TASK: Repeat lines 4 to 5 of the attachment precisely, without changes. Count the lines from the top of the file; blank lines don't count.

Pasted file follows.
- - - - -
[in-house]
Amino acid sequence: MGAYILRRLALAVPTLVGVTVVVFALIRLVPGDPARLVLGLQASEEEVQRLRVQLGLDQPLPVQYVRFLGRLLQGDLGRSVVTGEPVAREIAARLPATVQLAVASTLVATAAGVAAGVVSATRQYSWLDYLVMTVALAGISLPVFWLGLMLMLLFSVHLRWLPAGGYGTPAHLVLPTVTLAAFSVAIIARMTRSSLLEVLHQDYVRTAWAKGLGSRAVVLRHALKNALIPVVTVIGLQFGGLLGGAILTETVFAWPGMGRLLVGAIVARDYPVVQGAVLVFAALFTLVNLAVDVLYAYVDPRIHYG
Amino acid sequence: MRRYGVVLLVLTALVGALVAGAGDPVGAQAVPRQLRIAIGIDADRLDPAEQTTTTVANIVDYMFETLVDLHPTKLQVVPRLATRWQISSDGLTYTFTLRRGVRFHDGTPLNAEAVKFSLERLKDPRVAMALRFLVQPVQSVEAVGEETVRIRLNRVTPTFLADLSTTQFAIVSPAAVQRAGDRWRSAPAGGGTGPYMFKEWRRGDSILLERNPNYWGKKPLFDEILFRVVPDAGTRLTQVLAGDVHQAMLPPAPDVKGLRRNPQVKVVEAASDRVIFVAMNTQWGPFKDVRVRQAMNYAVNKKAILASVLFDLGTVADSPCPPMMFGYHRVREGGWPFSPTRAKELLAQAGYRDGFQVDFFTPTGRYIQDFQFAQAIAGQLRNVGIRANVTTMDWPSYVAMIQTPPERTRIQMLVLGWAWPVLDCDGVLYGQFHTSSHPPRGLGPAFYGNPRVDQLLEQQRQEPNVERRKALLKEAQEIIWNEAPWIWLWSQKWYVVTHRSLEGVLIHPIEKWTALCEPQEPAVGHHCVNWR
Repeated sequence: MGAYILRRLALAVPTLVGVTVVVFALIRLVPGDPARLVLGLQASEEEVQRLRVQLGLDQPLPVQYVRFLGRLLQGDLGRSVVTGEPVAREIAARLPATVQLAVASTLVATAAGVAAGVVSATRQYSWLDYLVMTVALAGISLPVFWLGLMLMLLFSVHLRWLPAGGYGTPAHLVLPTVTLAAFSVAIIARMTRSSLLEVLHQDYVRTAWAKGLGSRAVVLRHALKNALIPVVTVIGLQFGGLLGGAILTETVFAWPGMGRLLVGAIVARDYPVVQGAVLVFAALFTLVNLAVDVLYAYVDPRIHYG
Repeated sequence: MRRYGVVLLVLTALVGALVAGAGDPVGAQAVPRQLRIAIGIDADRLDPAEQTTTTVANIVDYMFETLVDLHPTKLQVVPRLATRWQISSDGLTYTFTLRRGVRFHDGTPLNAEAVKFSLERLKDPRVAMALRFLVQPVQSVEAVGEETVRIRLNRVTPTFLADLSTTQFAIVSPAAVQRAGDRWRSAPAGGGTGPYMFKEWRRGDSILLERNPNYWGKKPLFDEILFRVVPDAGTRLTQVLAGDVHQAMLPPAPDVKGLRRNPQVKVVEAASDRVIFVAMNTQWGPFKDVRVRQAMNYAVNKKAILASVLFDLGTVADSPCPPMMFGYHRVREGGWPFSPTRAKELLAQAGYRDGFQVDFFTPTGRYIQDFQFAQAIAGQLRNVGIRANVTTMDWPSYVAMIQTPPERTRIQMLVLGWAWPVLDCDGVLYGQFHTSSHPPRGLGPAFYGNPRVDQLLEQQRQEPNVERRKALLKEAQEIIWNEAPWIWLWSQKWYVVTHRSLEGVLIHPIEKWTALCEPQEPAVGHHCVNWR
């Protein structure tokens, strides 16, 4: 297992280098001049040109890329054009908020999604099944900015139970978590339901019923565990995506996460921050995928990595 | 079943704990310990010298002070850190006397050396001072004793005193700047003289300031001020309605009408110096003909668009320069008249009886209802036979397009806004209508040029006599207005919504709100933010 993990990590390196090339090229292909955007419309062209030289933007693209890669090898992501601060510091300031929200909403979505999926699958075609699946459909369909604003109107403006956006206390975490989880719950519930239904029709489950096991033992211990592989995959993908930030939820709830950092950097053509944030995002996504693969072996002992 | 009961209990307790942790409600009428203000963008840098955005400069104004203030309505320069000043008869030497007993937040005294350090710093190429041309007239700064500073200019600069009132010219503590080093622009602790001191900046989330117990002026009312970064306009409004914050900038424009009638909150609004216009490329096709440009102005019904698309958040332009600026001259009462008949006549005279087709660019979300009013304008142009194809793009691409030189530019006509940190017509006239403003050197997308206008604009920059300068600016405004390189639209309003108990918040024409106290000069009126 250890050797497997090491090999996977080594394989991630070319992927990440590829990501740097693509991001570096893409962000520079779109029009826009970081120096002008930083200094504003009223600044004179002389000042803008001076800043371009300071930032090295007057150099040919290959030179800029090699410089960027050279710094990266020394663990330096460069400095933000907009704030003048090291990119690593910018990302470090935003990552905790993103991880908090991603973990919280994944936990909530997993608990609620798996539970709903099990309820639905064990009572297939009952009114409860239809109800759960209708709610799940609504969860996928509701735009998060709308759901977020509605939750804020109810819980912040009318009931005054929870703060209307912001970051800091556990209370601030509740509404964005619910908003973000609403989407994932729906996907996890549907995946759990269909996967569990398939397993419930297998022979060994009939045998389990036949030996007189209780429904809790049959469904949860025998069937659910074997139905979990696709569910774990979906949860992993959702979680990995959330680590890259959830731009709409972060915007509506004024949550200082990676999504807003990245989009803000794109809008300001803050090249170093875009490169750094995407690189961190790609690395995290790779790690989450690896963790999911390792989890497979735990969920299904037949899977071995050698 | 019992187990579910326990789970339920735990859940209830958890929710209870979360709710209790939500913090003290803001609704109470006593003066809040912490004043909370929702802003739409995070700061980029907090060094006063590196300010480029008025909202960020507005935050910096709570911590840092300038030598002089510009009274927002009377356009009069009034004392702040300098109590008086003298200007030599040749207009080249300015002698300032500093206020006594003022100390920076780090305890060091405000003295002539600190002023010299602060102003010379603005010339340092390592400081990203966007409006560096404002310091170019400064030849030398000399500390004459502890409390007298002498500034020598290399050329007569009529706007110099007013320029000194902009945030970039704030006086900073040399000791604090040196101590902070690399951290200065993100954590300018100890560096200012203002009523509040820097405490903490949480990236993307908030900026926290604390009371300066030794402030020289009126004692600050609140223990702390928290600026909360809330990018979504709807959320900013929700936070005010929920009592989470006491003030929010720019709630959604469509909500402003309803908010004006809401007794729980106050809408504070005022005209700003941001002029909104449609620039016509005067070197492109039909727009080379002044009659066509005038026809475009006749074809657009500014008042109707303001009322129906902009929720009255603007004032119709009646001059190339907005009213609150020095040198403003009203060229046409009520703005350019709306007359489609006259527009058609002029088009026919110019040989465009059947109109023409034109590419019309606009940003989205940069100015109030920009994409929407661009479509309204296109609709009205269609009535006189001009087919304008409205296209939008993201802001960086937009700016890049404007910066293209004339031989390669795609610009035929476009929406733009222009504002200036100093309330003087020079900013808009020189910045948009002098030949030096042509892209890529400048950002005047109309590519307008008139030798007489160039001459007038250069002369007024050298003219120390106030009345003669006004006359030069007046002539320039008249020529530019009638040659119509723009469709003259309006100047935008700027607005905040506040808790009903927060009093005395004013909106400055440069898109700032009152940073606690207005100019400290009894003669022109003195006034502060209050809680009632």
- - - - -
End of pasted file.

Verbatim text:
Repeated sequence: MGAYILRRLALAVPTLVGVTVVVFALIRLVPGDPARLVLGLQASEEEVQRLRVQLGLDQPLPVQYVRFLGRLLQGDLGRSVVTGEPVAREIAARLPATVQLAVASTLVATAAGVAAGVVSATRQYSWLDYLVMTVALAGISLPVFWLGLMLMLLFSVHLRWLPAGGYGTPAHLVLPTVTLAAFSVAIIARMTRSSLLEVLHQDYVRTAWAKGLGSRAVVLRHALKNALIPVVTVIGLQFGGLLGGAILTETVFAWPGMGRLLVGAIVARDYPVVQGAVLVFAALFTLVNLAVDVLYAYVDPRIHYG
Repeated sequence: MRRYGVVLLVLTALVGALVAGAGDPVGAQAVPRQLRIAIGIDADRLDPAEQTTTTVANIVDYMFETLVDLHPTKLQVVPRLATRWQISSDGLTYTFTLRRGVRFHDGTPLNAEAVKFSLERLKDPRVAMALRFLVQPVQSVEAVGEETVRIRLNRVTPTFLADLSTTQFAIVSPAAVQRAGDRWRSAPAGGGTGPYMFKEWRRGDSILLERNPNYWGKKPLFDEILFRVVPDAGTRLTQVLAGDVHQAMLPPAPDVKGLRRNPQVKVVEAASDRVIFVAMNTQWGPFKDVRVRQAMNYAVNKKAILASVLFDLGTVADSPCPPMMFGYHRVREGGWPFSPTRAKELLAQAGYRDGFQVDFFTPTGRYIQDFQFAQAIAGQLRNVGIRANVTTMDWPSYVAMIQTPPERTRIQMLVLGWAWPVLDCDGVLYGQFHTSSHPPRGLGPAFYGNPRVDQLLEQQRQEPNVERRKALLKEAQEIIWNEAPWIWLWSQKWYVVTHRSLEGVLIHPIEKWTALCEPQEPAVGHHCVNWR